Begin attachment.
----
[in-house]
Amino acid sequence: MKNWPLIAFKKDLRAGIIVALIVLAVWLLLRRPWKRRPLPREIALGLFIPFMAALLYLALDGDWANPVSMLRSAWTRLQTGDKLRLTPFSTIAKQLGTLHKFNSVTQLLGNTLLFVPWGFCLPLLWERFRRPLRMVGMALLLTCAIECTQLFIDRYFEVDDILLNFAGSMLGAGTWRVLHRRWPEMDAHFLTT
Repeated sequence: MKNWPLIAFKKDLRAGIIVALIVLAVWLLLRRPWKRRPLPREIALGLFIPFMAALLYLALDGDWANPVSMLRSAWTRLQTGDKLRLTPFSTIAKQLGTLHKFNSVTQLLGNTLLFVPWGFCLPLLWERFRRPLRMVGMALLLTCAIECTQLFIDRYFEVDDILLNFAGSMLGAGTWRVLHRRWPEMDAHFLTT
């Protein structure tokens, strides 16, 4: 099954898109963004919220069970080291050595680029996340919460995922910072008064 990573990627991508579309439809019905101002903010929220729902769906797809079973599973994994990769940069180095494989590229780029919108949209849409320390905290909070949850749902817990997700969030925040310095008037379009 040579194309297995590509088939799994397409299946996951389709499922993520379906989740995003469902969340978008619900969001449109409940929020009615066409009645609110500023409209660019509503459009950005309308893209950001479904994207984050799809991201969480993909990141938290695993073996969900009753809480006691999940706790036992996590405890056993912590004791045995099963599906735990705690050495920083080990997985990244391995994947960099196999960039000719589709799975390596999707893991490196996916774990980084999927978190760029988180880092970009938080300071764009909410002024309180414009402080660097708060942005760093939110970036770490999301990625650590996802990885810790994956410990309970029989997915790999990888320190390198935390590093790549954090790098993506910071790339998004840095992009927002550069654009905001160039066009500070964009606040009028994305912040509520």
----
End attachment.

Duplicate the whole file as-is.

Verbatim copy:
[in-house]
Amino acid sequence: MKNWPLIAFKKDLRAGIIVALIVLAVWLLLRRPWKRRPLPREIALGLFIPFMAALLYLALDGDWANPVSMLRSAWTRLQTGDKLRLTPFSTIAKQLGTLHKFNSVTQLLGNTLLFVPWGFCLPLLWERFRRPLRMVGMALLLTCAIECTQLFIDRYFEVDDILLNFAGSMLGAGTWRVLHRRWPEMDAHFLTT
Repeated sequence: MKNWPLIAFKKDLRAGIIVALIVLAVWLLLRRPWKRRPLPREIALGLFIPFMAALLYLALDGDWANPVSMLRSAWTRLQTGDKLRLTPFSTIAKQLGTLHKFNSVTQLLGNTLLFVPWGFCLPLLWERFRRPLRMVGMALLLTCAIECTQLFIDRYFEVDDILLNFAGSMLGAGTWRVLHRRWPEMDAHFLTT
């Protein structure tokens, strides 16, 4: 099954898109963004919220069970080291050595680029996340919460995922910072008064 990573990627991508579309439809019905101002903010929220729902769906797809079973599973994994990769940069180095494989590229780029919108949209849409320390905290909070949850749902817990997700969030925040310095008037379009 040579194309297995590509088939799994397409299946996951389709499922993520379906989740995003469902969340978008619900969001449109409940929020009615066409009645609110500023409209660019509503459009950005309308893209950001479904994207984050799809991201969480993909990141938290695993073996969900009753809480006691999940706790036992996590405890056993912590004791045995099963599906735990705690050495920083080990997985990244391995994947960099196999960039000719589709799975390596999707893991490196996916774990980084999927978190760029988180880092970009938080300071764009909410002024309180414009402080660097708060942005760093939110970036770490999301990625650590996802990885810790994956410990309970029989997915790999990888320190390198935390590093790549954090790098993506910071790339998004840095992009927002550069654009905001160039066009500070964009606040009028994305912040509520």